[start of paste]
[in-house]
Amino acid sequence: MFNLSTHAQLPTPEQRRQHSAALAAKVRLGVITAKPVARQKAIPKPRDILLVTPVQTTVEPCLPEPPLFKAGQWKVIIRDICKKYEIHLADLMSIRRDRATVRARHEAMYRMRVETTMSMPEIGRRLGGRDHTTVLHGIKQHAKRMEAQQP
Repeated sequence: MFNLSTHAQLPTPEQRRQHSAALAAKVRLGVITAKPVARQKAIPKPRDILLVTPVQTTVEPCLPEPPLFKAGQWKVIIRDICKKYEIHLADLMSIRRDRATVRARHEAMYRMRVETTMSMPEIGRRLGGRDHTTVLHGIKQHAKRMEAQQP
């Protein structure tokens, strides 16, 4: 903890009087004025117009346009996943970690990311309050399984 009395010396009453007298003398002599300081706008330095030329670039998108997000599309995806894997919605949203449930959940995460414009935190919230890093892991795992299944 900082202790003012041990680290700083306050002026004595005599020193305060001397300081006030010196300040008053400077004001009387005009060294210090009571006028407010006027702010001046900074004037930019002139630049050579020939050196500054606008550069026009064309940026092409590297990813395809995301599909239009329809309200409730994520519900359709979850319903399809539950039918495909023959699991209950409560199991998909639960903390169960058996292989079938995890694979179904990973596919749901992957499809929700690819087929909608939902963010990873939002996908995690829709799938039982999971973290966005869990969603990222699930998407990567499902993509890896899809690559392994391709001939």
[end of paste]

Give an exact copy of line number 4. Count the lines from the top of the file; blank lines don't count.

């Protein structure tokens, strides 16, 4: 903890009087004025117009346009996943970690990311309050399984 009395010396009453007298003398002599300081706008330095030329670039998108997000599309995806894997919605949203449930959940995460414009935190919230890093892991795992299944 900082202790003012041990680290700083306050002026004595005599020193305060001397300081006030010196300040008053400077004001009387005009060294210090009571006028407010006027702010001046900074004037930019002139630049050579020939050196500054606008550069026009064309940026092409590297990813395809995301599909239009329809309200409730994520519900359709979850319903399809539950039918495909023959699991209950409560199991998909639960903390169960058996292989079938995890694979179904990973596919749901992957499809929700690819087929909608939902963010990873939002996908995690829709799938039982999971973290966005869990969603990222699930998407990567499902993509890896899809690559392994391709001939």